The US military administration knew that some of the people living in the DP camps did not meet their criteria for DP status. To ensure that only eligible DPs were admitted to the camps, the military administration ordered new identity cards to be issued in 1948. Teams of military representatives visited the camps together with IRO employees and checked the inhabitants’ documents. If a person was within the mandate of the IRO, the officials filled out two pre-printed identity cards. The original card was given to the DPs, who always carried it with them, while the duplicate, which contained the same information, remained in the camp administration for control purposes. IRO employees in the Control Centers later took on the task of issuing the identity cards.

  • When was the document used?

    On January 7, 1948, the US military administration ordered that DPs should receive identity cards, and officials immediately began issuing the cards in the camps. From this date until the end of 1951, anyone who arrived as an eligible DP in a camp was given an identity card. The identity cards were valid until January 1, 1952, the date on which the IRO ended its operations.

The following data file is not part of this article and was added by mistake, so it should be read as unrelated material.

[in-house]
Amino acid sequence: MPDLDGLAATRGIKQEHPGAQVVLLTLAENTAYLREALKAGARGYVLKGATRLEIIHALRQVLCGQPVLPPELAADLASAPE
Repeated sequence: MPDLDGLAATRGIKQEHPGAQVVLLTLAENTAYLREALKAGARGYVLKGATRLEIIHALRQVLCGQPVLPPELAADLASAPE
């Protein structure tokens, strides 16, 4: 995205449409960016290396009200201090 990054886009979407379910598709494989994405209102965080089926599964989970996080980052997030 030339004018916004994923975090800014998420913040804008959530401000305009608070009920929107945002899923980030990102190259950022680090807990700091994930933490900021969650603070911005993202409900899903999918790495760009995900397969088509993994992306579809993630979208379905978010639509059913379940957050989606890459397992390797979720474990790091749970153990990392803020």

• What was the document used for?

    In the postwar period, many thousands of people gathered in the DP camps. Particularly in the large camps, it was often not clear whether all of the inhabitants were eligible DPs. People could be expelled from a camp if they had not met the deadline for arriving in the US zone or if they were subject to a regulation stating that they could only receive legal support. In order for officials to be able to verify who was an eligible DP in the camp, the DPs were issued special identity cards. The employees in the camps could then see at a glance whether the person had the right to receive support. Anyone without a DP identity card had to leave the camp.